Experiments and intelligence

While arguing that plants have intelligence (though an Aristotelian would call it sensation), Anthony Trewavas claims that one of the main reasons why “plant intelligence” was so difficult to discover is that plants in a laboratory do not display the behavior that is so forceful in arguing for such intelligence. After all, plants in a lab live in a stable environment, with all their needs catered to by grad students, and are subject to (at worst) only contrived and isolated stresses. Lab-plants are cut away from the hurly-burly of live, complex environments and look stupider than they are as a result.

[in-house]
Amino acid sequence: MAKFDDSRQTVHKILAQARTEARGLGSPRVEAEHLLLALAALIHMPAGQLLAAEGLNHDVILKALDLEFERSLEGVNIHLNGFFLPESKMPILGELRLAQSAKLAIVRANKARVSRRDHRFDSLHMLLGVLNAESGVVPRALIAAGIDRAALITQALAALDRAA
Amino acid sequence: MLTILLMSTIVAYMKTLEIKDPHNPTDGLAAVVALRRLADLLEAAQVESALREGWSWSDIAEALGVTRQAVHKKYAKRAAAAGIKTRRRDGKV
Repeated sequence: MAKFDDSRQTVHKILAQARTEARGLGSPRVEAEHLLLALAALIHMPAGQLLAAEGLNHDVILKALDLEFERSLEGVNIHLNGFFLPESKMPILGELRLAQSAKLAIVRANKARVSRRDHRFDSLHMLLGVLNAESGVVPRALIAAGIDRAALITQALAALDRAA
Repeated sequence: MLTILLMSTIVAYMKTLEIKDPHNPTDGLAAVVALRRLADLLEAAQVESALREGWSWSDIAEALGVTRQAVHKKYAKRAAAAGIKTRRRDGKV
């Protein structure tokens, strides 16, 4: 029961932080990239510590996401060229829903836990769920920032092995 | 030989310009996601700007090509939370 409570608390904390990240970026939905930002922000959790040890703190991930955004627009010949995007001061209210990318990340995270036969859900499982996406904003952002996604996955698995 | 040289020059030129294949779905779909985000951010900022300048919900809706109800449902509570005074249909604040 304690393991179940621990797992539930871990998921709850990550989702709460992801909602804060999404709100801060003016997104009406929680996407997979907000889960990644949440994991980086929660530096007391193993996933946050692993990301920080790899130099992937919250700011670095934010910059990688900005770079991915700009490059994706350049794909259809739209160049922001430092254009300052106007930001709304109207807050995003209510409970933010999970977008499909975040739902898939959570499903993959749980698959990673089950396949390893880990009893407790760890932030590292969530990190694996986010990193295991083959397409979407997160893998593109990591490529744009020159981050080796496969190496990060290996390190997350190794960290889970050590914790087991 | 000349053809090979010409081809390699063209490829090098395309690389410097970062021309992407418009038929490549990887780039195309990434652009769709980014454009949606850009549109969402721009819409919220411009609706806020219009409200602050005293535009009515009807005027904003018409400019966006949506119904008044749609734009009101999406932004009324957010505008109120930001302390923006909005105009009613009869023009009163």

The finding generalizes: intelligence is a forsight by which we dominate an environment, but intelligences knowingly working within contrived environments take those very contrivances into account, and use them as shortcuts or labor saving devices.  The grad student watering the plant is being used by the plant as an extension of its roots, such that the roots themselves need not make any special effort to do anything fascinating. Again, Pavlov’s dogs used Pavlov as an extension of their nervous system-  he was simply a sixth canine sense for detecting food, even if he proved to be less than a perfectly reliable instrument.  What appeared to be conditioning of the dog was equally the dog’s assumption of a person into his nervous system.

 

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